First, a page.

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Hendrik Goudt - The Mocking of Ceres Hendrik Goudt
The Mocking of Ceres, 1610

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Jan van de Velde Vita Brevis Series
Jan van de Velde II
Plate from the Vita Brevis Series

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Printmaking in the Netherlands during the Seventeenth Century

The increased demand for images changed the nature of print production in the Netherlands. Previously, printmakers had both printed and marketed their own works, but during the mid sixteenth century publishers began to take on the financing and distribution of printed images. Most printing plates were owned by publishers so that popular prints could be reprinted and sold long after their creation, and in many cases, after the artist’s death. As plates were a valuable commodity, they were often treated as important assets upon the death or bankruptcy of a publisher and were sold and resold multiple times. While it is often difficult to ascertain the age of a particular impression, it is likely that many of the prints in this exhibition (unless otherwise noted as an early state) were printed long after the creation of the plate.

Prints were either displayed in homes next to paintings, or kept in albums, usually devoted to a specific theme or subject.

The Protestant Reformation and the Changing Role of Images

During the sixteenth century, several parallel religious reform movements in Northern Europe changed the course of religious observance as well as political and visual culture. The Reformed Church became the official church of the Dutch Republic, and the break with Roman Catholicism had a profound affect on art and artists.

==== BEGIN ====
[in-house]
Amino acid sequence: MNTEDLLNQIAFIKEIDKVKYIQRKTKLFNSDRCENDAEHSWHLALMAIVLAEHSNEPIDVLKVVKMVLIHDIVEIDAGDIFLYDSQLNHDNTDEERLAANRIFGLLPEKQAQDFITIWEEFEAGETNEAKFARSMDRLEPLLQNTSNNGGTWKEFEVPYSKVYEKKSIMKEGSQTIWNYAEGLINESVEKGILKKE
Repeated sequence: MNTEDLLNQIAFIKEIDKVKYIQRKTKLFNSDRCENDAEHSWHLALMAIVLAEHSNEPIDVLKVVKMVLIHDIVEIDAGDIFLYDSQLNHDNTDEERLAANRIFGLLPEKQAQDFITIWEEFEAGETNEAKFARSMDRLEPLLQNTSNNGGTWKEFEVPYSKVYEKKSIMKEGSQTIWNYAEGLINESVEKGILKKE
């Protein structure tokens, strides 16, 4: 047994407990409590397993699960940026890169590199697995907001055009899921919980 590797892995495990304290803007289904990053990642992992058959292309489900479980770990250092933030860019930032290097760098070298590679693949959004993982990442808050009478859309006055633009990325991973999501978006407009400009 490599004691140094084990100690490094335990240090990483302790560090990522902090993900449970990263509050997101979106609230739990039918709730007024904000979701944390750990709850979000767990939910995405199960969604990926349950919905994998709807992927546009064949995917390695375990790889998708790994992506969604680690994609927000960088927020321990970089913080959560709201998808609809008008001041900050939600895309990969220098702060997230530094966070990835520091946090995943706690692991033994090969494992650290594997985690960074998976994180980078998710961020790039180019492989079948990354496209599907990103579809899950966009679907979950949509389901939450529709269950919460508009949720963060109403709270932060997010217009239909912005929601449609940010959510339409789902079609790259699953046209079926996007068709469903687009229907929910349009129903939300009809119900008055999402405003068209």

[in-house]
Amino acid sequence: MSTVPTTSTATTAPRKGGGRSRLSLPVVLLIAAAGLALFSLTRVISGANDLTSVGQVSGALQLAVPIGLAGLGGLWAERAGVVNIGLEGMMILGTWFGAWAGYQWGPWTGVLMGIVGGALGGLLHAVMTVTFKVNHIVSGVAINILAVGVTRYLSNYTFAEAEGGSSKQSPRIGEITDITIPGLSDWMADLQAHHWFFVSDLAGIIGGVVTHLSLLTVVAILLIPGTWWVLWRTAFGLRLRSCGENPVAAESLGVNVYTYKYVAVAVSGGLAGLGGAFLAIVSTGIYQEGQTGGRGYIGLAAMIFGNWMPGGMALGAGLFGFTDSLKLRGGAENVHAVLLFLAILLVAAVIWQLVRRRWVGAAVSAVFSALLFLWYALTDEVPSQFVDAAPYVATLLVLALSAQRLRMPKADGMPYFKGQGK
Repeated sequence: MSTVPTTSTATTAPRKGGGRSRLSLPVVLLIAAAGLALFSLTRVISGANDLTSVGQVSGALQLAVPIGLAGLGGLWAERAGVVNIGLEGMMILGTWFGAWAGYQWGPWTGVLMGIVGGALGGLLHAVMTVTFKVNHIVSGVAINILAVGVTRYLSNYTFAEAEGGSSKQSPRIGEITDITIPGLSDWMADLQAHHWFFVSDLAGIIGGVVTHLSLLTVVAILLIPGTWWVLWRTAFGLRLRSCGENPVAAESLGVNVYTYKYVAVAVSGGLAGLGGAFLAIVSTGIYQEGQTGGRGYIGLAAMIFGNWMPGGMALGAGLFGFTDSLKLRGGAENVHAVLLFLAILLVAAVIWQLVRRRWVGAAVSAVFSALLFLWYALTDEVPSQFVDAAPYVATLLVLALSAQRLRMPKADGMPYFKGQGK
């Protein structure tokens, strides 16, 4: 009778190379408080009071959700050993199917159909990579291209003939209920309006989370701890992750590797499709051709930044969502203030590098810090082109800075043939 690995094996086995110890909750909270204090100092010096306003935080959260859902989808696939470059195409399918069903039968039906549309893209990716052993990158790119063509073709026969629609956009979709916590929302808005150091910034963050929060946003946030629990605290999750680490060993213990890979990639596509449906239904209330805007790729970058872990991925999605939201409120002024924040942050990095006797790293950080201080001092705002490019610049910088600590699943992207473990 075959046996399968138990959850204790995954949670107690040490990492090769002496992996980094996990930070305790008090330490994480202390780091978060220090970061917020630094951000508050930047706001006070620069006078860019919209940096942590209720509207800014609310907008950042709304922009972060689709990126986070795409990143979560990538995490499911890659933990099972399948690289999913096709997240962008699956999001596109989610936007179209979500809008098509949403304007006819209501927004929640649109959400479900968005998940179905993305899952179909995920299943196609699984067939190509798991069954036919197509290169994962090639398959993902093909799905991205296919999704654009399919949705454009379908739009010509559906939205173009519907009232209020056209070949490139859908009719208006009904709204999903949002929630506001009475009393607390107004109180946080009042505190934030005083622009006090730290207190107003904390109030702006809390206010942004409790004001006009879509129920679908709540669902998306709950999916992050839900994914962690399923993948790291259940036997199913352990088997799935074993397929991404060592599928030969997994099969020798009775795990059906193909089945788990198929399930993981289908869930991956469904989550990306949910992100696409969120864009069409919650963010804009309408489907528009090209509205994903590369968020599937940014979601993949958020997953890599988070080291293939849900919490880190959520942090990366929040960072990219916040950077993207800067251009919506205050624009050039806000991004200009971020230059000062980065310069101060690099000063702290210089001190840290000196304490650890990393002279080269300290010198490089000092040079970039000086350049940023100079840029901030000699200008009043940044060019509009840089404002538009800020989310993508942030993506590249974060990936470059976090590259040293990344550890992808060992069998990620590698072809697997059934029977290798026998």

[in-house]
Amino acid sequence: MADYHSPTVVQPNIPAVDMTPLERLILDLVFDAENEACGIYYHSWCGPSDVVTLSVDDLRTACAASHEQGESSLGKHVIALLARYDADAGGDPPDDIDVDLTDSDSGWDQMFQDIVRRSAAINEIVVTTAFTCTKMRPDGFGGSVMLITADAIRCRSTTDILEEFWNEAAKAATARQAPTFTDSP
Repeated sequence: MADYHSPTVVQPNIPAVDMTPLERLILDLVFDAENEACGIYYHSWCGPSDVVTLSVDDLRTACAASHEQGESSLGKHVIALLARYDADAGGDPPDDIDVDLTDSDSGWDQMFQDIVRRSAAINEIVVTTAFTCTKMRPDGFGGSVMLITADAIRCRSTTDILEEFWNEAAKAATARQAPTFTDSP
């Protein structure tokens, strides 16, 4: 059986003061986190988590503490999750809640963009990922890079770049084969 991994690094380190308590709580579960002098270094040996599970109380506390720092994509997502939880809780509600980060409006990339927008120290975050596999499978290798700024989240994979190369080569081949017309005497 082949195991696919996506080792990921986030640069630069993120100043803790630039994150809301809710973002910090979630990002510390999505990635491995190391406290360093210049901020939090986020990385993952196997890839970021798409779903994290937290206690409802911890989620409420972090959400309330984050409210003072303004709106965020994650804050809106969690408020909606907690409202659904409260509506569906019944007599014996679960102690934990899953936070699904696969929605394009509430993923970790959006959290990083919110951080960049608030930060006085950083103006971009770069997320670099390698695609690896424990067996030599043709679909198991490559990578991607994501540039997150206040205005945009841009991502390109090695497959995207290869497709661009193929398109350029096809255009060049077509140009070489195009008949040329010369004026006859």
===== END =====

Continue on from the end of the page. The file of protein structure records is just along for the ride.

Protestant worship eschewed religious images, which were deemed to encourage idolatry. Subsequently, official church patronage of the arts declined considerably. The rising Dutch merchant class became increasingly interested in collecting and displaying art, however, and soon even Dutch citizens of modest means were acquiring works to hang in their homes. The democratization of collecting particularly benefited printmakers and publishers, as printed images were less costly.

Dutch Landscape prints

While Flemish artists had been producing landscape prints for quite some time, the typical secular Dutch landscape print came clearly to the foreground after the Spanish invaders lost their stronghold as rulers in the Netherlands. Even though Dutch independence was not established until 1648, the Dutch got their first taste of freedom in 1609, when after a forty year struggle against the Catholic Spanish occupation the Dutch Republic and Spain finally managed to form a twelve-year truce. This newly established truce may have given the Dutch a sense of control and established a new national pride.   This newfound Dutch nationalism is clearly expressed in the abundance of typical Dutch landscapes that were widely distributed in print form. Many of these prints were originally sold and collected as books and therefore needed to be seen sequentially, as though simulating a walk through the countryside.

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